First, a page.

26 Mar 2020

The lack of higher education in developing countries is becoming a real challenge to first-world countries. Since the end of the 20th century, many governments have put very little by way of investment into higher education, primarily focussing on primary and secondary education instead. Because of this short-sightedness many higher educational facilities are grossly underfunded. It is a fact that 50% of today’s students are from developing countries. This leads to the underdevelopment of facilities and lack of motivation by the staff.  Students are thus poorly taught and fail to develop their full potential.

Urgent action needs to be taken to increase the opportunities for further education in developing countries and improve the quality of what is offered. With a higher level of education will come an increasing number of students with specialised skills which are in current demand in developed countries. Students also need to be taught how to keep their knowledge up to date and how to refresh their current skills and adapt them in an ever-changing work place. There are however many obstacles to be overcome before these can be achieved. Public money is very often in short supply as many outlets are competing for it. If education is not looked upon as a priority, it will not get the required funding in order to improve itself.

Global wealth tends to be leaning away from factories, land and machinery, concentrating more on the skills offered by the workers and their resourcefulness.  Human resources are now valued as three times more important than physical capital. Back in the Victorian era this was quite the reverse. Times change and the world must change too. The developed world can react quickly to the changing needs where higher education is often seen as a top priority. They have seen a gradual increase in the number of its younger generation taking up higher education. Will less developed countries be able to compete with this? Not unless radical changes in attitude are made and monetary investment dedicated to further educational facilities on offer to its young generation. Some scholars are under the impression that Africa and some Asian countries are being left behind in the educational stakes. Men and women emerging from these universities must be able to compete as equal players in the world employment market. They need to be more self-aware and more assertive if they are going to succeed. Funding must be sought in order for this to change. Possibilities include the private sector, philanthropists and governments through public funding mechanisms. The private sector is currently the one that is growing the most quickly, but it needs to state what it can and cannot deliver in terms of the future it offers the students.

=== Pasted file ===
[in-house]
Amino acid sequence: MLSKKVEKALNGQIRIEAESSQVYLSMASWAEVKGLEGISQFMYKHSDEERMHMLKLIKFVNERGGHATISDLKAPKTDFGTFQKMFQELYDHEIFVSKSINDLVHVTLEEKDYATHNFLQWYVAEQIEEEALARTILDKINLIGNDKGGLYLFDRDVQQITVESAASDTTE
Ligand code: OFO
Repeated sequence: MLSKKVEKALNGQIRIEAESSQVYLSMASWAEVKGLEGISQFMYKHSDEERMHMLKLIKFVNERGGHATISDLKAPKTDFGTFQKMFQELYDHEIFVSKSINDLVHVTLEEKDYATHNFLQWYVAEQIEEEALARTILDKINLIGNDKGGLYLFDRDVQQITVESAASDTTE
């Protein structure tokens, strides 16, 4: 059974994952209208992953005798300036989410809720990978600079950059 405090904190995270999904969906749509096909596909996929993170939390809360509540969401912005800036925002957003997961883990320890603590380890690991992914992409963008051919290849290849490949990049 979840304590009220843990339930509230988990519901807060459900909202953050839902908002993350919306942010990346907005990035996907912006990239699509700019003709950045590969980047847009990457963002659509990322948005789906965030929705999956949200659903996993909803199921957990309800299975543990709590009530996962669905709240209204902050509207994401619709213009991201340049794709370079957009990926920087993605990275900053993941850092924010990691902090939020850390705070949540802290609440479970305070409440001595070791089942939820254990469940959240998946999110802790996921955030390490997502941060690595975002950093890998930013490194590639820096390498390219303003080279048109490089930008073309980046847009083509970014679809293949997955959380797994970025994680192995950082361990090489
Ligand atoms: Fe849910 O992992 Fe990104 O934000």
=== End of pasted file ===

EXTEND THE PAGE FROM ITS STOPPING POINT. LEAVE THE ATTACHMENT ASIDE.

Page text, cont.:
Consider how the United Kingdom has improved its stance since the Industrial Revolution in the late 18th century and how that standing has spread to such places as South and East Asia. Average incomes have increased and the gap between rich and poor is getting smaller with every passing decade.  Industry has come on in leaps and bounds but the agricultural section was getting left behind until it too embraced the new wave of technological developments.

This is an indication as to what a higher standard of education can lead to in the developed countries. It is now time to look further afield to the developing nations to see how their standards of further education must be improved so as not to leave them in the “Dark Ages “ much longer.